Faith-Based Coalition Spearheads Creation Cleanup

Across the country, secular and religious organizations that previously had little use for each other are finding common cause in environmental protection.

TRAVERSE CITY, Mich. (AP) - A devout Lutheran who considers herself anything but liberal, Jennifer Simula took a mostly dim view of environmentalists.

Then she began working for Earth Keeper, a fledgling Upper Peninsula group with a mission of uniting people from different faiths under the banner of caring for the planet - or, as members see it, God's creation. Simula is a convert.

"It really isn't about being left-wing or extremist," said the 24-year-old graduate student at Northern Michigan University. "It's a belief that the earth is a gift from God and we have a responsibility to protect it."

Across the country, secular and religious organizations that previously had little use for each other are finding common cause in environmental protection. The movement has spawned groups such as the Massachusetts-based National Religious Partnership for the Environment and the Evangelical Environmental Network in Pennsylvania, best known for its What Would Jesus Drive? campaign that challenged Detroit to make cleaner cars.

Earth Keeper is trying to build on that momentum in Michigan's rural Upper Peninsula by enlisting organized religion to help protect the region's cherished waters and woodlands. Representatives of nine faiths got things started by signing a pact on Mackinac Island in 2004.

Last year, Earth Keeper sponsored a peninsula-wide cleanup that netted 46 tons of household hazardous waste in a single day.

The second annual Earth Day Clean Sweep on April 22 netted an estimated 320 tons of electronic waste. About 10,000 people dropped off discarded computers, televisions, cellphones and similar refuse at 27 sites across the peninsula in just three hours, organizers said.

A private contractor approved by federal and state agencies was responsible for recycling or refurbishing the material, none of which to be dumped in landfills.

Toxic metals that could leak into groundwater if not handled properly was reprocessed or incinerated, said Carl Lindquist, director of the Central Lake Superior Watershed Partnership, part of the Earth Keeper coalition.

The campaign is being funded with a $55,000 US grant from the Environmental Protection Agency and donations from other sources, including the Keweenaw Bay Indian Community.

For Lindquist, an environmental activist for more than 20 years, the outpouring of support from the religious community is, well, a godsend. "I've never seen a more effective public involvement than Earth Keeper," he said.

Although many individual environmentalists are people of faith, the environmental movement and religious establishments have often regarded each other with suspicion - and sometimes hostility.

But relations have warmed in recent years. Environmentalist leaders such as Carl Pope, executive director of the Sierra Club, have reached out to faith organizations. Pope John Paul was among many religious luminaries who have labelled creation stewardship a spiritual duty.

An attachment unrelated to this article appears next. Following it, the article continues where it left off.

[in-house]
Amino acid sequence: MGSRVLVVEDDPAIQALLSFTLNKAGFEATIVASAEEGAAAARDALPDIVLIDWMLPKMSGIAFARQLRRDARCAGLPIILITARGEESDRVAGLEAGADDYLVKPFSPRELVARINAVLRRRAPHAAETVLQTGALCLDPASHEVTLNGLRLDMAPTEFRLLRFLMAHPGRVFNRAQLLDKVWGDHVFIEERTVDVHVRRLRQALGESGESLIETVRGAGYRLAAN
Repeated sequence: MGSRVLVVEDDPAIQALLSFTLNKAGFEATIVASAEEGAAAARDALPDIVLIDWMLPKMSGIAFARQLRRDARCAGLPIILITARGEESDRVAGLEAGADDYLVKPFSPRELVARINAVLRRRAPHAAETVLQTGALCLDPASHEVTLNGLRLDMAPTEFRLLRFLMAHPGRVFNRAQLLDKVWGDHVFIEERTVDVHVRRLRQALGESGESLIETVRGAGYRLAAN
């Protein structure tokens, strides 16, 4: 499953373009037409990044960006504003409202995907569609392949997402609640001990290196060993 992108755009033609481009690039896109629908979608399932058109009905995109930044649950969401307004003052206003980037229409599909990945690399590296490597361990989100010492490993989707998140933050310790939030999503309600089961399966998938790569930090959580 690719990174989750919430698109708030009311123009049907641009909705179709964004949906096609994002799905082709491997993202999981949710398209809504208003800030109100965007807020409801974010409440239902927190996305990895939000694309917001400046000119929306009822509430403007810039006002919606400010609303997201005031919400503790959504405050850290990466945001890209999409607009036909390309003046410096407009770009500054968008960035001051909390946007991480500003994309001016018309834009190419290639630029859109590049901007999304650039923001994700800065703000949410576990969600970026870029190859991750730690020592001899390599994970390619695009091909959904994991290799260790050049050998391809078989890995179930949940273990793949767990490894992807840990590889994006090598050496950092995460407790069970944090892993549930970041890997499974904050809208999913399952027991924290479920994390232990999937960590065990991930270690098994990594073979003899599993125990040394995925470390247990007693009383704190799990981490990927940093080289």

"It comes from a recognition that we do share a lot of the same core values," said John Rebers, a biology professor at Northern Michigan and Sierra Club chairman for the central Upper Peninsula.

Both frown on excessive materialism and consumption, he said. Environmentalists worry about resource depletion and waste, while some religious teachings warn that excessive money and possessions can corrupt the spirit.

Rev. Jon Magnuson, a Lutheran pastor and co-founder of Earth Keeper, approaches creation stewardship from both perspectives.

"One of the deep and ancient teachings of all the great religious traditions is the hidden web or tapestry that binds us all together," Magnuson said. "So when we heal the environment, we heal ourselves."

Magnuson and Lindquist organized the Mackinac Island gathering two years ago, attended by representatives of several Christian denominations and other faiths, including Judaism, Buddhism and Unitarian Universalism.

They signed an Earth Keeper Covenant, pledging to educate their members about creation care and to establish a network of faith-based groups that will form a "spiritual shield" for protecting the Great Lakes. Students at Northern Michigan established an affiliated Earth Keeper program and are helping start chapters at other colleges and universities in the Upper Peninsula.

In addition to the annual Clean Sweep waste collection drives, the groups are planning campaigns to reduce mercury contamination and adopt stretches of rivers and streams for litter pickup and pollution monitoring.

The 2005 Clean Sweep addressed a sore subject in the Upper Peninsula, where dumping appliances and other household refuse in the woods is a dubious tradition. People brought everything from oil-based paints to antifreeze and car batteries to the parking lots of more than two dozen houses of worship.

The EPA's Great Lakes office in Chicago was so impressed, it came through with the grant for this year's drive.

"The faith-based approach was very unique, very innovative," said Elizabeth LaPlante, the agency's regional team manager for Lake Superior. Aside from the sheer volume of waste collected, she said, the cleanup was valuable in teaching people about the dangers of the toxic and hazardous waste in their garages and basements.

Copyright © 2006 The Associated Press. All rights reserved. The information contained in the AP News report may not be published, broadcast, rewritten or redistributed without the prior written authority of The Associated Press.

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